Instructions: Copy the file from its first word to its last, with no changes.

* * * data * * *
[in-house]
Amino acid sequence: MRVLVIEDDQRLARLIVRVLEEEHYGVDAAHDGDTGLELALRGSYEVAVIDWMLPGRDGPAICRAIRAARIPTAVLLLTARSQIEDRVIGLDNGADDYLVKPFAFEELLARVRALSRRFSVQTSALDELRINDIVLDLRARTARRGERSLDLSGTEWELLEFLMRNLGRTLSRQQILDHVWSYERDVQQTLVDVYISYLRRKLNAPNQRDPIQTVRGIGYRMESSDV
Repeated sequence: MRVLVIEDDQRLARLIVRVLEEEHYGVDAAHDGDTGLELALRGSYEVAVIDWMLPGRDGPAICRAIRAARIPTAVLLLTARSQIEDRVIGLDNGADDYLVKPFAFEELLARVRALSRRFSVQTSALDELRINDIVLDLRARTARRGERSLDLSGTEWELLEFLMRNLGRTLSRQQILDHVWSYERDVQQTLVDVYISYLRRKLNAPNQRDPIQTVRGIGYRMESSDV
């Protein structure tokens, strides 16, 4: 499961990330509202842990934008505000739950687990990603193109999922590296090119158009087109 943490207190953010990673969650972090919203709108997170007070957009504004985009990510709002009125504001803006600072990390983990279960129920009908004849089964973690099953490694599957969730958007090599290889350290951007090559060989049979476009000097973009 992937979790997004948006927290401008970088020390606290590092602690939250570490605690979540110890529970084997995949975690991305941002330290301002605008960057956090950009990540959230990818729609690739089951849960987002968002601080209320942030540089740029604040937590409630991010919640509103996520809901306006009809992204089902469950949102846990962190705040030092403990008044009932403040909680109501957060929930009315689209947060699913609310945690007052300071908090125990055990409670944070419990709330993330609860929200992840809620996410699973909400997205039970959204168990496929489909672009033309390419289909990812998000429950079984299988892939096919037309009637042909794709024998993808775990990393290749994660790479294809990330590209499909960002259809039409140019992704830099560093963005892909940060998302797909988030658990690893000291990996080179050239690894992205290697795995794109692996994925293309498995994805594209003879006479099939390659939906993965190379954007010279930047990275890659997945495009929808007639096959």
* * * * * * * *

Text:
[in-house]
Amino acid sequence: MRVLVIEDDQRLARLIVRVLEEEHYGVDAAHDGDTGLELALRGSYEVAVIDWMLPGRDGPAICRAIRAARIPTAVLLLTARSQIEDRVIGLDNGADDYLVKPFAFEELLARVRALSRRFSVQTSALDELRINDIVLDLRARTARRGERSLDLSGTEWELLEFLMRNLGRTLSRQQILDHVWSYERDVQQTLVDVYISYLRRKLNAPNQRDPIQTVRGIGYRMESSDV
Repeated sequence: MRVLVIEDDQRLARLIVRVLEEEHYGVDAAHDGDTGLELALRGSYEVAVIDWMLPGRDGPAICRAIRAARIPTAVLLLTARSQIEDRVIGLDNGADDYLVKPFAFEELLARVRALSRRFSVQTSALDELRINDIVLDLRARTARRGERSLDLSGTEWELLEFLMRNLGRTLSRQQILDHVWSYERDVQQTLVDVYISYLRRKLNAPNQRDPIQTVRGIGYRMESSDV
């Protein structure tokens, strides 16, 4: 499961990330509202842990934008505000739950687990990603193109999922590296090119158009087109 943490207190953010990673969650972090919203709108997170007070957009504004985009990510709002009125504001803006600072990390983990279960129920009908004849089964973690099953490694599957969730958007090599290889350290951007090559060989049979476009000097973009 992937979790997004948006927290401008970088020390606290590092602690939250570490605690979540110890529970084997995949975690991305941002330290301002605008960057956090950009990540959230990818729609690739089951849960987002968002601080209320942030540089740029604040937590409630991010919640509103996520809901306006009809992204089902469950949102846990962190705040030092403990008044009932403040909680109501957060929930009315689209947060699913609310945690007052300071908090125990055990409670944070419990709330993330609860929200992840809620996410699973909400997205039970959204168990496929489909672009033309390419289909990812998000429950079984299988892939096919037309009637042909794709024998993808775990990393290749994660790479294809990330590209499909960002259809039409140019992704830099560093963005892909940060998302797909988030658990690893000291990996080179050239690894992205290697795995794109692996994925293309498995994805594209003879006479099939390659939906993965190379954007010279930047990275890659997945495009929808007639096959």